Black Clouds over PAC • A recent multicentre trial incorporating protocolized hemodynamic management of patients with acute lung injury compared PACguided with CVC-guided therapy. • There were no significant differences in 60-day mortality or organ function between groups. – Overall, these data suggest that PAC monitoring in critically ill patients is not associated with increased mortality or with survival benefit.
Bolus Thermodilution Cardiac Output • A bolus injection into the right atrium of cold injectate (usually 5% dextrose) transiently decreases blood temperature in the PA (monitored by a thermistor proximal to the balloon). • Stewart–Hamilton equation
Transpulmonary Indicator Dilution
Left Ventricular End-diastolic Area • The left ventricular end-diastolic area (LVEDA) has been shown to correlate well with the intrathoracic blood volume (ITBV) and global end-diastolic volume (GEDV) as well as with LVEDV as measured by scintography. • An end-diastolic diameter of < 25 mm and a LVEDA of < 55 cm2 have been used to diagnose hypovolemia
Drawbacks • A small LVEDA does not always reflect decreased intravascular volume. • Snapshot of ventricular function at a single period in time • Recently, a disposable transesophageal echocardiography probe that allows continuous monitoring of LV function has been developed (ClariTEE, ImaCor, Uniondale, NY, USA). • Such technology allows monitoring of LV volumes and function over time, allowing the clinician to determine the response to various therapeutic interventions.
Inferior Vena Caval Diameter • The diameter of the IVC can be measured by subcostal echocardiography. • A collapsed IVC vs distended IVC • The mean end-diastolic IVC dimension correlates with mean right atrial pressure • Barbier and colleagues and Feissel and coworkers-the distensibility index of the IVC • Vieillard-Baron and colleagues -collapsibility index of the SVC • Drawbacks or Limitations – Obesity & Post laparotomy cases – Cases with increased Intra-abd pressure – SVC is seen by TEE & it could not be continuous
Dynamic Indices of Intravascular Volume • Studies have been reported that have used heart–lung interactions during mechanical ventilation to assess fluid responsiveness. – The pulse pressure variation (PPV) derived from analysis of the arterial waveform – The stroke volume variation (SVV) derived from pulse contour analysis – The variation of the amplitude of the pulse oximeter plethysmographic waveform have shown to be highly predictive of fluid responsiveness.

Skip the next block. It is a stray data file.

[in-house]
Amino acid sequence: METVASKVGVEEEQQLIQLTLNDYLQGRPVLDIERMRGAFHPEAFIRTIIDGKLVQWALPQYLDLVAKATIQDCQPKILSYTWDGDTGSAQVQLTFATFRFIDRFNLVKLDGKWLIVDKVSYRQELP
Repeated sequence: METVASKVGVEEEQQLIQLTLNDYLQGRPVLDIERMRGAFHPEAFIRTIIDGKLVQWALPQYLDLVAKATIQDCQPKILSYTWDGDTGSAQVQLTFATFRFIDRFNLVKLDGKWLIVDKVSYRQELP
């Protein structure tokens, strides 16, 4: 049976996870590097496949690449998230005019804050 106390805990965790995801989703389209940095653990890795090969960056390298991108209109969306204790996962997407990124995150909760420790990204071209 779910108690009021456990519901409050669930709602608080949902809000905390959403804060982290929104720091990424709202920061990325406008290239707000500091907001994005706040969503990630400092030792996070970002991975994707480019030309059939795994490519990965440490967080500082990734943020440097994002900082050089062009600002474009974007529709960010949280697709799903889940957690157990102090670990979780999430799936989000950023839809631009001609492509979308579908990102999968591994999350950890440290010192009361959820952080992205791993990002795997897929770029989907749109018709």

Plethysmography variability index (PVI) • New predictors have been obtained from plethysmographic waveforms displayed on pulse oxymeters. • A new parameter called the plethysmography variability index (PVI) proposed by a pulse oxymetry manufacturer to be used for the purpose of fluid responsiveness. • Its advantage is that it can be automatically calculated and displayed on the screen of the pulse oxymetry monitor
PVI Calculation • Automated measurement – Changes in plethysmographic waveform amplitude over the respiratory cycle • PVI is a percentage from 1 to 100%: – 1 - no pleth variability – 100 - maximum pleth variability
PVI to Help Clinicians Optimize Preload / Cardiac Output Stroke Volume 10 % Lower PVI = Less likely to respond to fluid therapy Higher PVI = More likely to 24 % 0 0 respond to fluid therapy Preload
BP variation -spontaneous Respiration
Reversed Pulsus Paradoxus
PPV with Mechanical Ventilation
Calculation of SVV
Heart-Lung Interaction Circulation Preload Intra Thoracic Pressure Contractility Lung Volume Afterload Ventilation
SVV and PPV
Heart-Lung Interaction Effect of Rise of Intrathoracic Pressure on Cardiac Output & Venous R eturnCurves Cardiac Output Cardiac Output Cardiac Output Cardiac Output Pressure Hypovolemic Patient Pressure Normovolemic Patient
Heart-Lung Interaction Effect of Drop of Intra thoracic pressure on Cardiac output & Venous return Curves Cardiac Output Cardiac Output Cardiac Output Cardiac Output Pressure Pressure Hypovolemic Patient Normovolemic Patient
Bed Side Utilization
Bed Side Utilization Prediction of Fluid responsiveness in hypovolemic patients MV Insp Expiration
Bed Side Utilization Prediction of Fluid responsiveness in normovolemic patient Mechanical Insp Expiration
Determining the accuracy of PPV & SVV • 29 studies included in this meta analysis • Demonstrated that the PPV and SVV measured during volume controlled mechanical ventilation predicted with a high degree of accuracy for respond to a fluid challenge – The sensitivity, specificity and diagnostic odds ratio were 0.89, 0.88 and 59.86 for the PPV and 0.82, 0.86 and 27.34 for the SVV, respectively. • The predictive value was maintained in patients with poor LV function.
PPV & PVI vs CVP & PCWP Adapted from Cannesson M. et. al. Br J Anesth 2008;101(2):200-206
Zimmermann M, et al. Eur J Anaesthesiol. 2010;27(66):555-561.
PPV PVI CO Loupec T et al. Crit Care Med 2011 Vol. 39, No. 2
Conclusion By virtue of its • simplicity • accuracy and • availability as a continuous monitoring tool • would appear to be the ideal methods for the titration of fluid resuscitation in critically ill patients undergoing mechanical ventilation.. •PPV •SVV •PVI Echo : ventricular function and size complement the information obtained by these indices of fluid responsiveness
Questions? Thank you